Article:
A thin nanotech paper that’s being developed in a Florida lab could revolutionize everything from aviation to laptop computers, researchers say. The super-strong “buckypaper” could be layered like papier-mâché to build lighter airplanes and cars, or it could be exposed to an electric charge and used to illuminate computer and television screens–and those are just the most obvious applications, researchers say.
Buckypaper is 10 times lighter but potentially 500 times stronger than steel when sheets of it are stacked and pressed together to form a composite. Unlike conventional composite materials, though, it conducts electricity like copper or silicon and disperses heat like steel or brass. “All those things are what a lot of people in nanotechnology have been working toward as sort of Holy Grails,” said [nanotech expert] Wade Adams [AP].
In 1985, a team of scientists at Rice University serendipitously discovered the origins of Buckypaper while conducting an experiment examining how stars produce carbon. An unexpected finding was a ball of 60 carbon atoms, which scientists named “Buckyballs” [Wired News], because of their resemblance to the geodesic domes built by Buckminster Fuller. Other researchers developed a tube-shaped variation, called carbon nanotubes, and discovered that the tubes would stick together to form a film, eventually named buckypaper.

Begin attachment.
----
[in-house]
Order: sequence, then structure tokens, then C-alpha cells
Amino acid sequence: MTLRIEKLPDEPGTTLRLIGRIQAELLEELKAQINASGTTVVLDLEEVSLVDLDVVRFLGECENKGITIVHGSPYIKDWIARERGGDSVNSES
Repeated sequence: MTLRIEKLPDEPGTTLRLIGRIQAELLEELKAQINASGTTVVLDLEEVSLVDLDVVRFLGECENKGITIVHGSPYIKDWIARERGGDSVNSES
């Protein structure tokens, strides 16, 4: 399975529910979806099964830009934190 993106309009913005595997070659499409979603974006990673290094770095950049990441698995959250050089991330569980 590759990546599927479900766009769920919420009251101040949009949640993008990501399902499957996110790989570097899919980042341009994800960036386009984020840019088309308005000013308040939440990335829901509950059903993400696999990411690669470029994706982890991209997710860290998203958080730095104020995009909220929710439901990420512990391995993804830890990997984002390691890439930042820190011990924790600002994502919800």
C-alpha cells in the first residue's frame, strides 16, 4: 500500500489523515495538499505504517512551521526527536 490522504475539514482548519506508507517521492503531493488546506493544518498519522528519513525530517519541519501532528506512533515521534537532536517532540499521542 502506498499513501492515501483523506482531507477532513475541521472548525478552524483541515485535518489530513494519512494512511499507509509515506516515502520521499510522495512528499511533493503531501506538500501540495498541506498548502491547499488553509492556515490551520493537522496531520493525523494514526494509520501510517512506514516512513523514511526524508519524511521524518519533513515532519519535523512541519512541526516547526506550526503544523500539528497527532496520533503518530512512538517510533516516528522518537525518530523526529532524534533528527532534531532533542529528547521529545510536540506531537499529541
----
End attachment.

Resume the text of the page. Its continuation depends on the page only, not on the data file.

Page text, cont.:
Researchers haven’t yet created buckypaper materials that fulfill their full potential (500 times stronger than steel), but they say they expect to make a version this year that can compete with the strongest existing composite material. The secret of its strength is the huge surface area of each nanotube, said [researcher] Ben Wang…. “If you take a gram of nanotubes, just one gram, and if you unfold every tube into a graphite sheet, you can cover about two-thirds of a football field,” Wang said [AP]. Wang says his team could be testing the first commercial products that use buckypaper next year.
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